A test of an etiological model: The development of disordered eating in Division-I university female gymnasts and swimmers/divers.

Description:

Certain sport environments may contribute to the development of disordered eating and those that heavily emphasize weight and/or body shape can be particularly damaging to an athlete's body image, self-concept, and eating behaviors. In particular, female athletes in collegiate sports are at a greater risk for engaging in unhealthy behaviors because they face both societal pressures from Western culture to be thin, in addition to sport pressures that focus on performance and appearance. According to the American Medical Association almost half of American women are trying to lose weight, illustrating that societal pressures alone to be thin and attractive can influence the development of disordered eating. Athletes are exposed to the same sociocultural pressures as their nonathlete counterparts, and would be expected to have similar feelings about their bodies as women in general. Add subsequent pressures like team "weigh-ins," coaches' body comp preferences, judges' critiques, revealing attire, and endurance/strength demands, and the stage is set for the development of disordered eating. In the current study, participants were 414 Division-I female gymnasts, swimmers/divers, and they completed self-report measures assessing sport pressures, body satisfaction and disordered eating behavior to test Petrie & Greenleaf's etiological model. Results indicate that sport pressures do lead directly to dietary restraint, a precursor to disordered eating, and are not always mediated through internalization and body dissatisfaction. These findings suggest that decreasing and intervening with perceived sport pressures may lessen the risk of female athletes developing an eating disorder.

Creator(s): Anderson, Carlin Mahan
Creation Date: December 2009
Partner(s):
UNT Libraries
Collection(s):
UNT Theses and Dissertations
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Total Uses: 450
Past 30 days: 7
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Publisher Info:
Publisher Name: University of North Texas
Place of Publication: Denton, Texas
Date(s):
  • Creation: December 2009
Description:

Certain sport environments may contribute to the development of disordered eating and those that heavily emphasize weight and/or body shape can be particularly damaging to an athlete's body image, self-concept, and eating behaviors. In particular, female athletes in collegiate sports are at a greater risk for engaging in unhealthy behaviors because they face both societal pressures from Western culture to be thin, in addition to sport pressures that focus on performance and appearance. According to the American Medical Association almost half of American women are trying to lose weight, illustrating that societal pressures alone to be thin and attractive can influence the development of disordered eating. Athletes are exposed to the same sociocultural pressures as their nonathlete counterparts, and would be expected to have similar feelings about their bodies as women in general. Add subsequent pressures like team "weigh-ins," coaches' body comp preferences, judges' critiques, revealing attire, and endurance/strength demands, and the stage is set for the development of disordered eating. In the current study, participants were 414 Division-I female gymnasts, swimmers/divers, and they completed self-report measures assessing sport pressures, body satisfaction and disordered eating behavior to test Petrie & Greenleaf's etiological model. Results indicate that sport pressures do lead directly to dietary restraint, a precursor to disordered eating, and are not always mediated through internalization and body dissatisfaction. These findings suggest that decreasing and intervening with perceived sport pressures may lessen the risk of female athletes developing an eating disorder.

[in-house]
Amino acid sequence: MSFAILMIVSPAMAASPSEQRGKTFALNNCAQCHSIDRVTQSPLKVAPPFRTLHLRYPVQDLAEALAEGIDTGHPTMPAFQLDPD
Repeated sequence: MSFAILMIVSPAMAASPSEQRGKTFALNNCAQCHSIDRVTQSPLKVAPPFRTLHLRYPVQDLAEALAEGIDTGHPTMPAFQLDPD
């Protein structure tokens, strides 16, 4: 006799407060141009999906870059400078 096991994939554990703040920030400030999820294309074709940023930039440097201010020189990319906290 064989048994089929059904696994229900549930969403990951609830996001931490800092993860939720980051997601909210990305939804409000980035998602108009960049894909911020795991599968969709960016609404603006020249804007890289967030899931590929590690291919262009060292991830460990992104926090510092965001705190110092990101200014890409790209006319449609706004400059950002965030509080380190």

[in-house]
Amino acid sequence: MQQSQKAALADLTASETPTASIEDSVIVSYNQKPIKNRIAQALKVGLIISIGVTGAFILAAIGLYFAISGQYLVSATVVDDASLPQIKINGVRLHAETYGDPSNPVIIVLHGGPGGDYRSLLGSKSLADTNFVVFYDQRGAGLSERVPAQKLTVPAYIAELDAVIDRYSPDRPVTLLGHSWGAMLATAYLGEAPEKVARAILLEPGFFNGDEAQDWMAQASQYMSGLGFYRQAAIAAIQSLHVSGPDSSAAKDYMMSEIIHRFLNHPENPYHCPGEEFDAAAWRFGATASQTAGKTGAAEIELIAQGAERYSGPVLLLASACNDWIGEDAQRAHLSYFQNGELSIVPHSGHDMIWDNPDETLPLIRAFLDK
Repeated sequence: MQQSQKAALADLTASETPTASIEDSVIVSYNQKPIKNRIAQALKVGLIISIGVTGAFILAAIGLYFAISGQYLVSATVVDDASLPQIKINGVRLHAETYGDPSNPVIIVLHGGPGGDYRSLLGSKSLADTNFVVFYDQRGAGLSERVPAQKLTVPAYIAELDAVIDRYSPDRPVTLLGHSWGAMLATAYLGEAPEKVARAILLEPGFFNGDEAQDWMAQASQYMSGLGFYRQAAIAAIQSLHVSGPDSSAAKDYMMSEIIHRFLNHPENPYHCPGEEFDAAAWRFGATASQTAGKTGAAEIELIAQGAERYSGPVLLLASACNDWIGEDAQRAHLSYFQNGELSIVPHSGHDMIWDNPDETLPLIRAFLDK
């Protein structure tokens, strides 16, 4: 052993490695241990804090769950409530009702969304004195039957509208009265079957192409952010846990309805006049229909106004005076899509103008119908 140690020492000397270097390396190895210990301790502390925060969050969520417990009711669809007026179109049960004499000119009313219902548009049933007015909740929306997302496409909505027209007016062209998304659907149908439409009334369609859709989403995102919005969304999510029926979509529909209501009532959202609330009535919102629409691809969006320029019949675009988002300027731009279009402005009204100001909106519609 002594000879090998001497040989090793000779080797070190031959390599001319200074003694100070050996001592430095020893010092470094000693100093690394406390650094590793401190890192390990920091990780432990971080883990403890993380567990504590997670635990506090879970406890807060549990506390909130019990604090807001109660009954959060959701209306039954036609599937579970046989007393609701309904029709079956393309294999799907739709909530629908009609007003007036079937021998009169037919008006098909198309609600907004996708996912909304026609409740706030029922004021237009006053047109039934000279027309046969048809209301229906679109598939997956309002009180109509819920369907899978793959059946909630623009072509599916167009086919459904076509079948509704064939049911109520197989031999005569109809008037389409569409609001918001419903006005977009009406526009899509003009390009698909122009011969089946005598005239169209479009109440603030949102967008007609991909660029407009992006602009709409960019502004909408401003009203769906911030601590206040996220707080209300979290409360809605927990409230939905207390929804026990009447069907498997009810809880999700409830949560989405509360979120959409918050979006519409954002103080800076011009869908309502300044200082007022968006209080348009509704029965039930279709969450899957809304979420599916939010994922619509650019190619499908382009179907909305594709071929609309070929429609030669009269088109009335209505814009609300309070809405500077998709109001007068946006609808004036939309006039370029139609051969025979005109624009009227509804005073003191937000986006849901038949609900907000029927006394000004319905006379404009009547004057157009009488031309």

Degree:
Level: Doctoral
Language(s):
Subject(s):
Keyword(s): Athletes | college females | body satisfaction | dietary restraint | sport pressures | eating disorders
Contributor(s):
Partner:
UNT Libraries
Collection:
UNT Theses and Dissertations
Identifier:
  • OCLC: 608218166 |
  • UNTCAT: b3829304 |
  • ARK: ark:/67531/metadc12073
Resource Type: Thesis or Dissertation
Format: Text
Rights:
Access: Public
License: Copyright
Holder: Anderson, Carlin Mahan
Statement: Copyright is held by the author, unless otherwise noted. All rights reserved.